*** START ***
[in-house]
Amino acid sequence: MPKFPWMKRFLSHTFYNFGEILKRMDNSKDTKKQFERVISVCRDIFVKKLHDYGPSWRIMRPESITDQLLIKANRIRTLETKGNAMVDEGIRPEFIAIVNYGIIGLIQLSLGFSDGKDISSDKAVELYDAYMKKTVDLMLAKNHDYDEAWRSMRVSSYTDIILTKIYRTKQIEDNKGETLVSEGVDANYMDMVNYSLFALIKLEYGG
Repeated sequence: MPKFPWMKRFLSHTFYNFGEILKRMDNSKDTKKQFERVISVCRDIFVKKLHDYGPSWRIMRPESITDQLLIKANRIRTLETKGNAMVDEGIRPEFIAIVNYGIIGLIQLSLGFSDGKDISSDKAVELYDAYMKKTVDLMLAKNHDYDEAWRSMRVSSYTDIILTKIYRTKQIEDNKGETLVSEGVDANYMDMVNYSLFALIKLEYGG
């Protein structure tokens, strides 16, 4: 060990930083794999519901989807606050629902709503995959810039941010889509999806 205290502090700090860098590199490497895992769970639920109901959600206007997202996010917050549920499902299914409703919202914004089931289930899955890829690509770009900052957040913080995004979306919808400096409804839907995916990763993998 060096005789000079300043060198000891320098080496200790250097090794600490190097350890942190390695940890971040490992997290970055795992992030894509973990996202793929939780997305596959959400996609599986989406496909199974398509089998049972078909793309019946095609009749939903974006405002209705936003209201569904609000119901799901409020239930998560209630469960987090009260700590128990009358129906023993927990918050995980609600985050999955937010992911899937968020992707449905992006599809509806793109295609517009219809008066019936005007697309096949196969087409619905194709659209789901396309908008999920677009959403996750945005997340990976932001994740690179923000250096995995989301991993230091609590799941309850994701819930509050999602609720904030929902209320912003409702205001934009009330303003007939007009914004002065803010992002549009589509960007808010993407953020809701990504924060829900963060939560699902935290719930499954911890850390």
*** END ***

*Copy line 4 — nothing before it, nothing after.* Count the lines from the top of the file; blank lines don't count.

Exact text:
């Protein structure tokens, strides 16, 4: 060990930083794999519901989807606050629902709503995959810039941010889509999806 205290502090700090860098590199490497895992769970639920109901959600206007997202996010917050549920499902299914409703919202914004089931289930899955890829690509770009900052957040913080995004979306919808400096409804839907995916990763993998 060096005789000079300043060198000891320098080496200790250097090794600490190097350890942190390695940890971040490992997290970055795992992030894509973990996202793929939780997305596959959400996609599986989406496909199974398509089998049972078909793309019946095609009749939903974006405002209705936003209201569904609000119901799901409020239930998560209630469960987090009260700590128990009358129906023993927990918050995980609600985050999955937010992911899937968020992707449905992006599809509806793109295609517009219809008066019936005007697309096949196969087409619905194709659209789901396309908008999920677009959403996750945005997340990976932001994740690179923000250096995995989301991993230091609590799941309850994701819930509050999602609720904030929902209320912003409702205001934009009330303003007939007009914004002065803010992002549009589509960007808010993407953020809701990504924060829900963060939560699902935290719930499954911890850390």